Mike Stuart, president of the Florida Fruit & Vegetable Association (FFVA), recently participated in a panel discussion on the state of the industry at the Florida Ag Expo. AgNet Media’s Abbey Taylor caught up with him after the discussion.
Stuart said he hopes Florida growers will have a good season after what he called, “a tough few years.” “We need good, solid crops, but more importantly, we need good returns in the marketplace,” he said.
A big topic that was discussed during the panel was the North American Free Trade Agreement (NAFTA). NAFTA renegotiation talks are entering their fifth round, and the process is slowly moving along. Stuart has been an advocate for NAFTA reform from the beginning, due to the mass amounts of Florida growers who are negatively impacted by the agreement.
Stuart said he is hopeful that the U.S. administration will come out of renegotiations successfully. The administration is aware of the growers who struggle with NAFTA, and Stuart feels U.S. representatives will make sure to protect those growers. “It (renegotiation) is going to be a challenge; there’s no question about that,” Stuart said.
What he has heard from the renegotiation talks has been encouraging. “We look forward to a successful conclusion,” he said.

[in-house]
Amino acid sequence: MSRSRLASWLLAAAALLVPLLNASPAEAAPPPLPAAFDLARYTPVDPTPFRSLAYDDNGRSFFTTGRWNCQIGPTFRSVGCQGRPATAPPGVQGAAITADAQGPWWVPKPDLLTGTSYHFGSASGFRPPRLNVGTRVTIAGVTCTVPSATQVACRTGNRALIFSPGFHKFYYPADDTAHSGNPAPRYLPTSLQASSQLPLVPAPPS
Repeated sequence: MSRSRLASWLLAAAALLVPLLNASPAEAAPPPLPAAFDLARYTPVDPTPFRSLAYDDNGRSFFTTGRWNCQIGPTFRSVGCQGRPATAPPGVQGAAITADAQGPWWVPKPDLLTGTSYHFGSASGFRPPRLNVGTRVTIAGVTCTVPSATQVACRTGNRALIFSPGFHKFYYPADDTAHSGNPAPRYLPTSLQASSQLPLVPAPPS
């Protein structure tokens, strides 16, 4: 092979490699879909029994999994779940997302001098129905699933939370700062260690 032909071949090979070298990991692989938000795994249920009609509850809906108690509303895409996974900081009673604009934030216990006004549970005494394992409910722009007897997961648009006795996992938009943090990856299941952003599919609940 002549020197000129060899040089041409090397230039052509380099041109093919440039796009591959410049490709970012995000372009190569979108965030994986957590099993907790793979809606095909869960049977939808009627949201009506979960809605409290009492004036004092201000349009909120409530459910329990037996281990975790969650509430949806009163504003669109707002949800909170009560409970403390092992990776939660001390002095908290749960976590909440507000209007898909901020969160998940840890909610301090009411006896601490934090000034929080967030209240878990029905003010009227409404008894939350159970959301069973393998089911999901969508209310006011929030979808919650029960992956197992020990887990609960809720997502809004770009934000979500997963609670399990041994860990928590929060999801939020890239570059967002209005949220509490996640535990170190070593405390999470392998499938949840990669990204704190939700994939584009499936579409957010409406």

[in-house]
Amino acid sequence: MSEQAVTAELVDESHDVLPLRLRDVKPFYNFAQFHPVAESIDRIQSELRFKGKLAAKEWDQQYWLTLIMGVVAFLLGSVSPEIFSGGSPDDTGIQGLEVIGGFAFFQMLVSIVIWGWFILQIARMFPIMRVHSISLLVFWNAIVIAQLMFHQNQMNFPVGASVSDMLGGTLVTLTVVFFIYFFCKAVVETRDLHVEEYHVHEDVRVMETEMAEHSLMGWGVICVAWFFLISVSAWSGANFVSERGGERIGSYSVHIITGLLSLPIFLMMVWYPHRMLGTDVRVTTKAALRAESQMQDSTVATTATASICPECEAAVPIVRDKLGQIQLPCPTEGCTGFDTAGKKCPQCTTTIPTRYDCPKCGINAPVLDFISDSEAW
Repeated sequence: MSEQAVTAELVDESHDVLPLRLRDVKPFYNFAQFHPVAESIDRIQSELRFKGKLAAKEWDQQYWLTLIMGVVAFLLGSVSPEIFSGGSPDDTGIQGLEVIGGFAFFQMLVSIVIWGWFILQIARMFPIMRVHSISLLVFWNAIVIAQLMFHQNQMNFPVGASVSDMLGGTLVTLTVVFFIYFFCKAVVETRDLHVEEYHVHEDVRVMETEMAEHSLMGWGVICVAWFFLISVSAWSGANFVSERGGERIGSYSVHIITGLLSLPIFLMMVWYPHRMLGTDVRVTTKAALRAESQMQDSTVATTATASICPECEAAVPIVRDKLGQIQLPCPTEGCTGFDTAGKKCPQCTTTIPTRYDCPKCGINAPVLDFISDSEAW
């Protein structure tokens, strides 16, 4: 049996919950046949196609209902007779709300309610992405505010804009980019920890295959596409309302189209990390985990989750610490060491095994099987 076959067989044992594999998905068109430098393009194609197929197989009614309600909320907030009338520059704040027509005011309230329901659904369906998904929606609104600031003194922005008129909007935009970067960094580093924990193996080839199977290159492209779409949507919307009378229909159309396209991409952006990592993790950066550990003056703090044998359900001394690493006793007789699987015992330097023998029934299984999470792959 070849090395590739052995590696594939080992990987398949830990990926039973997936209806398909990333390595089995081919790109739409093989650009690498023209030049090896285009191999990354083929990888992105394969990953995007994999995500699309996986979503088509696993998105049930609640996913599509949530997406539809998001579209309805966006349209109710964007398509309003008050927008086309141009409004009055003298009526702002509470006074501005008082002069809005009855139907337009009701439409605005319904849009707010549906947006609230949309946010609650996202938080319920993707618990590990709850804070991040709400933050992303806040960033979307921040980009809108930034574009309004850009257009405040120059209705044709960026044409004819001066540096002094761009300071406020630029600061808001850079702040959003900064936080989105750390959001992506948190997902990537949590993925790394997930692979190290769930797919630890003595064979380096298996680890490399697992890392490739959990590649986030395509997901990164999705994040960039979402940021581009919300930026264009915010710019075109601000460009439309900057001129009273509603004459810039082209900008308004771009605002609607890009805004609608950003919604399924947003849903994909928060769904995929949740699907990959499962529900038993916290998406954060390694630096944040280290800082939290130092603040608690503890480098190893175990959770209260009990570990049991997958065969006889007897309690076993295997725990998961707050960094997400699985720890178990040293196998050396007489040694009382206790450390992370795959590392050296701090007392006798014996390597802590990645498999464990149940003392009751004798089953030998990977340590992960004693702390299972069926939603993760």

The panel also discussed labor and the proposed H-2C program. The H-2C program is a guest worker program that would replace the current H-2A program. The H-2C program is said to be more efficient and cause less burden to the farmer compared to the H-2A program.
Stuart said he is happy to see that the government is taking action on creating a more workable guest worker program. “The H-2A program has some significant limitations; it is not designed for everybody. So, the fact that we’ve got some movement in the House of Representatives toward trying to find a better program, we’re very appreciative,” Stuart said.
However, Stuart believes the H-2C program could use some improvement. He added that he will be working closely with the House and the Senate to identify the appropriate changes and advocate for those changes to be made.
Hear the interview:
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